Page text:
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YSU Trustees, HMHP to team up for facility

Published: Thu, December 13, 2012 @ 12:05 a.m.

By Denise Dick



Youngstown State University and Humility of Mary Health Partners will work together to establish a facility for clinical and medical education.

Trustees approved a resolution of support at a meeting Wednesday for collaboration with HMHP to work together to raise money and explore the possibility of a multiuse facility including classrooms, labs and practice learning clinics.

If such a facility becomes a reality, it would provide YSU nursing and other health professionals with primary consideration after HMHP’s own Mercy College students, for clinical placement and employment opportunities upon graduation.

By a 9-to-1 vote, trustees also approved a memorandum of understanding to keep Youngstown Early College under operation at YSU. Scott Schulick cast the dissenting vote.

The agreement runs from July 1, 2013, through June 30, 2018. It also must be approved by the city schools and EGCC trustees.

Freshmen who entered the dual-enrollment program at Eastern Gateway in fall 2012 will continue at Eastern Gateway in 2013-14 with dual-enrollment classes. Sophomores who entered the program at Eastern Gateway in fall 2012 will have a choice of taking classes in 2013-14 at Eastern Gateway or YSU.

Also beginning in fall 2013, juniors will have a choice of taking their YEC classes at Eastern Gateway or YSU.

The change comes a couple of years after trustees’ decision to move YEC to Eastern Gateway.

In 2010, a YSU trustees committee voted to terminate the partnership with YEC at the end of that school year, mainly because of finances.

In April 2010, that same committee instead approved a three-year transition plan, moving YEC from YSU to EGCC.

At an Academic Quality and Student Success Committee meeting last month, Schulick said that during his tenure on the board, trustees have spent more time talking about Youngstown Early College than about anything else.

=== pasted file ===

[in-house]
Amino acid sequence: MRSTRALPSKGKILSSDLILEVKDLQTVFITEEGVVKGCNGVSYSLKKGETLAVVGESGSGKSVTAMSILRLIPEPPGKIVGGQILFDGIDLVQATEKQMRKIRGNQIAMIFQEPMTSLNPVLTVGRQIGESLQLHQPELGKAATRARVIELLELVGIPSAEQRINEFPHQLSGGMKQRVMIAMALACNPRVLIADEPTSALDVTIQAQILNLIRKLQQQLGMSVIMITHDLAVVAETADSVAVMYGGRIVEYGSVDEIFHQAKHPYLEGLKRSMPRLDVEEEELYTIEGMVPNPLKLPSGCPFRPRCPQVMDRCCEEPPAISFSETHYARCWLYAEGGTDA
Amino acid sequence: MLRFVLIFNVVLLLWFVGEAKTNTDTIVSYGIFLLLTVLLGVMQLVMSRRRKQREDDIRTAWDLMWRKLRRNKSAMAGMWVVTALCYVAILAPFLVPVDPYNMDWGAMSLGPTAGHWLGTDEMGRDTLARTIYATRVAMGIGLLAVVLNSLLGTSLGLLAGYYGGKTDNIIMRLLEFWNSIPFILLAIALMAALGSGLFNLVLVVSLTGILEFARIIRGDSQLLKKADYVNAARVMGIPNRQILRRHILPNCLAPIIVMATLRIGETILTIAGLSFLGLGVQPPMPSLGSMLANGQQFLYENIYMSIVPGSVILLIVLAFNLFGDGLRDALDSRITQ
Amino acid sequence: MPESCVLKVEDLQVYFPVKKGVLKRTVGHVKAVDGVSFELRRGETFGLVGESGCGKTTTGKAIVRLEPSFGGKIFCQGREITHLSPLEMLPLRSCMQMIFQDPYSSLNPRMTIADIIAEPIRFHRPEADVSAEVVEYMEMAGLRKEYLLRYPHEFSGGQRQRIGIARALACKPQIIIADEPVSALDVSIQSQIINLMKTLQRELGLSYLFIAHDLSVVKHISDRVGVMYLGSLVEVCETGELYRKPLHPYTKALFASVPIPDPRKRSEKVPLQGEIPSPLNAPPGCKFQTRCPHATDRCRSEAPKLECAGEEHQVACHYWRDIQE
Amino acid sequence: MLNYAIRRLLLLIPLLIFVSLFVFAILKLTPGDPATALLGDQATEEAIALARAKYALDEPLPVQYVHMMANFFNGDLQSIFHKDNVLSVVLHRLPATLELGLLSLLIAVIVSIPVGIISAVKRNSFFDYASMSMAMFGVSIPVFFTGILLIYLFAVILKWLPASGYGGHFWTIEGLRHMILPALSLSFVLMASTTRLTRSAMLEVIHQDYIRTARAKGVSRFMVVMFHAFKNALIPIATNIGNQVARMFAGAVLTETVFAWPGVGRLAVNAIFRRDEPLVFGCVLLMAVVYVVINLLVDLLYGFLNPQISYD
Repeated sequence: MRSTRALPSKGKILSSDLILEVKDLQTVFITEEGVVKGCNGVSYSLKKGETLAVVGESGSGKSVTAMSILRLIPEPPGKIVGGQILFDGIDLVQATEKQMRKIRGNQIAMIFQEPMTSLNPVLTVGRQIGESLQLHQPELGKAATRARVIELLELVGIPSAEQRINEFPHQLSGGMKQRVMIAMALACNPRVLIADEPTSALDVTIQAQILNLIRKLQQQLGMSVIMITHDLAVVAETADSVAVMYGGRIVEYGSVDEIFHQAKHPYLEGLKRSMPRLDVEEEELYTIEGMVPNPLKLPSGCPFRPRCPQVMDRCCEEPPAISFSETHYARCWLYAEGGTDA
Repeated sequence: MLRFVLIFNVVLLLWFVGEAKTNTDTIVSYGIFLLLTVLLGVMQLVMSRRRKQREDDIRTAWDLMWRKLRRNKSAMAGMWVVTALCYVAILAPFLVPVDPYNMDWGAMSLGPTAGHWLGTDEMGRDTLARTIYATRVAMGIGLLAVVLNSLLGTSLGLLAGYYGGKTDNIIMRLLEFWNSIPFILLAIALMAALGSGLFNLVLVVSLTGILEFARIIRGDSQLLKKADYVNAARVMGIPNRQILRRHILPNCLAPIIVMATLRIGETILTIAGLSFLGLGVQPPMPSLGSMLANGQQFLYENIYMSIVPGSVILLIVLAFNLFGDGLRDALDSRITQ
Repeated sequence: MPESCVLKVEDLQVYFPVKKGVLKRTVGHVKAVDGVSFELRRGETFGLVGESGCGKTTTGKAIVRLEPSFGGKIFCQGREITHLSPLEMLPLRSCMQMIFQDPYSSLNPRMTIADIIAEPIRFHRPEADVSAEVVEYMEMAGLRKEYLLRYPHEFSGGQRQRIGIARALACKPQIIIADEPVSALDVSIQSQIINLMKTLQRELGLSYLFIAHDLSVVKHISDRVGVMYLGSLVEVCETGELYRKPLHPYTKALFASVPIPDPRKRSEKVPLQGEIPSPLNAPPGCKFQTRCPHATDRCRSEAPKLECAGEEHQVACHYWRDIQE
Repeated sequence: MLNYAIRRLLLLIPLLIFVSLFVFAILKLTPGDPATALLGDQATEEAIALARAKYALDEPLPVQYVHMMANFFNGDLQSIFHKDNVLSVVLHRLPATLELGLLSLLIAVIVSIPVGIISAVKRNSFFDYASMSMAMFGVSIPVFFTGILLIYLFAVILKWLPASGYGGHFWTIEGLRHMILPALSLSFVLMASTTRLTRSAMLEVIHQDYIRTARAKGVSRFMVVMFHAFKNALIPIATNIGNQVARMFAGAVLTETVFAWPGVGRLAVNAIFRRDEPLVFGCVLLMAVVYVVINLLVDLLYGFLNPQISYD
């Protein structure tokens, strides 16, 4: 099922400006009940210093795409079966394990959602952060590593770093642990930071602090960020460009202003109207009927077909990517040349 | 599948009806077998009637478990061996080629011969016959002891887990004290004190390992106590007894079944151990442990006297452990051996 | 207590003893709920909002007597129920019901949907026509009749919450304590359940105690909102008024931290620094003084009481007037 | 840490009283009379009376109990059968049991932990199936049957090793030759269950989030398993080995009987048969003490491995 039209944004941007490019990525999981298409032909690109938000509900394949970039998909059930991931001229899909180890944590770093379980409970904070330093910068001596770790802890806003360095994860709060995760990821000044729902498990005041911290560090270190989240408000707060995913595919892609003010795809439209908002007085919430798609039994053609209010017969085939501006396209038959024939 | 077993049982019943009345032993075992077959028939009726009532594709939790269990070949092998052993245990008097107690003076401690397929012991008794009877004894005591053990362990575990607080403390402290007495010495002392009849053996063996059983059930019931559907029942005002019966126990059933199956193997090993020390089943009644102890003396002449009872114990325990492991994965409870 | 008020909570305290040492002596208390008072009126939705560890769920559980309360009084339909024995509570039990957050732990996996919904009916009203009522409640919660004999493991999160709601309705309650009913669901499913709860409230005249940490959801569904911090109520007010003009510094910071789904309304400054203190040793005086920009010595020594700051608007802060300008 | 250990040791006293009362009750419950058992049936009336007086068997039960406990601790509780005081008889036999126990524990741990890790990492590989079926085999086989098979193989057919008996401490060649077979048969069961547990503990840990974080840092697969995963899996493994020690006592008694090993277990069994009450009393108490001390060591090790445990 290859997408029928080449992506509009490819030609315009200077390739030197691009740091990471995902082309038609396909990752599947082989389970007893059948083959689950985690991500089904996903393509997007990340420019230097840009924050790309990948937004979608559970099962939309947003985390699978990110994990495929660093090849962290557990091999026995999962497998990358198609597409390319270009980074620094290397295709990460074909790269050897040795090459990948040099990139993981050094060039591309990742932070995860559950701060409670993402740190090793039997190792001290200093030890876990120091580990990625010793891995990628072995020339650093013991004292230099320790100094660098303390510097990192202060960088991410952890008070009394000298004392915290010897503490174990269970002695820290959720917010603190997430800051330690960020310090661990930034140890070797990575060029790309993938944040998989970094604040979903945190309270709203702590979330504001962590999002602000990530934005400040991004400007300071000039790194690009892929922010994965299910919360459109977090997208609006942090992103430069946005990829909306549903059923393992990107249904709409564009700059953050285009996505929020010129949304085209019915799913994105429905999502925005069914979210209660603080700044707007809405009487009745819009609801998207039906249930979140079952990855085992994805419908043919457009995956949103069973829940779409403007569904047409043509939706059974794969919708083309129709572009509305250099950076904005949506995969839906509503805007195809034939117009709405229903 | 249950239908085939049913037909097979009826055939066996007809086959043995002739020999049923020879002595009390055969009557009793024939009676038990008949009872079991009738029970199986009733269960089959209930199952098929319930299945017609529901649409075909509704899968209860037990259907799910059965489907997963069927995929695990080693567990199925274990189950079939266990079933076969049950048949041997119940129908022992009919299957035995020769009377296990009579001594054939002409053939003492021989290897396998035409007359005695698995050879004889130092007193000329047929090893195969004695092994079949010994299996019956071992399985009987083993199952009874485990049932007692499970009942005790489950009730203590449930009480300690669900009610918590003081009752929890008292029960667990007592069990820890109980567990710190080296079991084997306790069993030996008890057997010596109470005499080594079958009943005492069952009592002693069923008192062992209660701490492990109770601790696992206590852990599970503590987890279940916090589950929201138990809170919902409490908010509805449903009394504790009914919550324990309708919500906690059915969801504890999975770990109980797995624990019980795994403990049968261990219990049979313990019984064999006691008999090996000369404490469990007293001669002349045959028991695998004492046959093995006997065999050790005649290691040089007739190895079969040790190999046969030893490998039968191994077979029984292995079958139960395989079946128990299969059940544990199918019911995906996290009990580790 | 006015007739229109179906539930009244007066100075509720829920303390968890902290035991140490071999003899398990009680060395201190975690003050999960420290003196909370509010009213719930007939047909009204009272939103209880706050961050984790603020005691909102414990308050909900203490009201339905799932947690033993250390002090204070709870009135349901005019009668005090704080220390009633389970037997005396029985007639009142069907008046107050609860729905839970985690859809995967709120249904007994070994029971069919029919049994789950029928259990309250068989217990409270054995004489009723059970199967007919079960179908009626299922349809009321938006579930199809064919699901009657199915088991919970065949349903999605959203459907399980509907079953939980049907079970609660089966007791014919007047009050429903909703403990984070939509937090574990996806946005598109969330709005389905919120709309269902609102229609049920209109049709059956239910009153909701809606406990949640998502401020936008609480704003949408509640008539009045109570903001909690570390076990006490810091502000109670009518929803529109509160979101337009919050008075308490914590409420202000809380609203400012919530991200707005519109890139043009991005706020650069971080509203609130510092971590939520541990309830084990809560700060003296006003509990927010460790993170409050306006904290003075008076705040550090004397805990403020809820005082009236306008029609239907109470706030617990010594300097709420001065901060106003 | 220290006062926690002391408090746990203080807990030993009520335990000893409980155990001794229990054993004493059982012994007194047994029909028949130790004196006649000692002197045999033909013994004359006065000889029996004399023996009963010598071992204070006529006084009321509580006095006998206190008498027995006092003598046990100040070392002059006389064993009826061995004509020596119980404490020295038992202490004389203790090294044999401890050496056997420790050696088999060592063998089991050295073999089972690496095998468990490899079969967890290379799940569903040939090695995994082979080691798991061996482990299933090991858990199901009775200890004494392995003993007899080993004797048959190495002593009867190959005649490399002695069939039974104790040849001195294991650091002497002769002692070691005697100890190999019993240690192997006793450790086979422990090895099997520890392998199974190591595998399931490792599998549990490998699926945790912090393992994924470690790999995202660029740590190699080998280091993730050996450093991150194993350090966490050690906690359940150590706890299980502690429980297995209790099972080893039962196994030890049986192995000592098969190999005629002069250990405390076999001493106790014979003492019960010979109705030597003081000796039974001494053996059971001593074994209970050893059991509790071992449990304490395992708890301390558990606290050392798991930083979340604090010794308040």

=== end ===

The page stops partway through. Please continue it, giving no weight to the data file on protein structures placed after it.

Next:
“We have not given as much time to tuition or budget issues as we have to Early College,” he said.

He said he sees the program as a veiled attempt to increase enrollment.

If the community supports the program, the community should share in the costs, Schulick said.

YEC students earn credits at a lower tuition rate while other YSU students work two or three jobs to pay for college, he said.

Trustee Delores Crawford said at last month’s committee meeting that YEC meets the needs of the underserved.

It helps those students who want an education and have they have the capacity to complete it.

“Having been one of those students myself, there’s no way I won’t support it,” she said.


1NoBS(2832 comments)posted 3 years, 7 months ago

So YSU was to sever ties with the YEC to save money, in 2010. Now, at the end of 2012, they're keeping the YEC around. This cannot help but cause tuition to go up. Yet the unions will bear the blame - watch and see.

I support Schulick's idea that if the community wants the YEC, the community can pay for it. But I disagree with his statement that he sees the YEC as a veiled attempt to increase enrollment. I don't think anybody considers them actual college students, nor would they. But I wish he could have expanded on his statement, and explained why anyone would want to artificially increase enrollment.

Suggest removal:

2Voodoosdaddy(12 comments)posted 3 years, 7 months ago

No worry about tuition cost. Obama the great going to bail out the poor college students.

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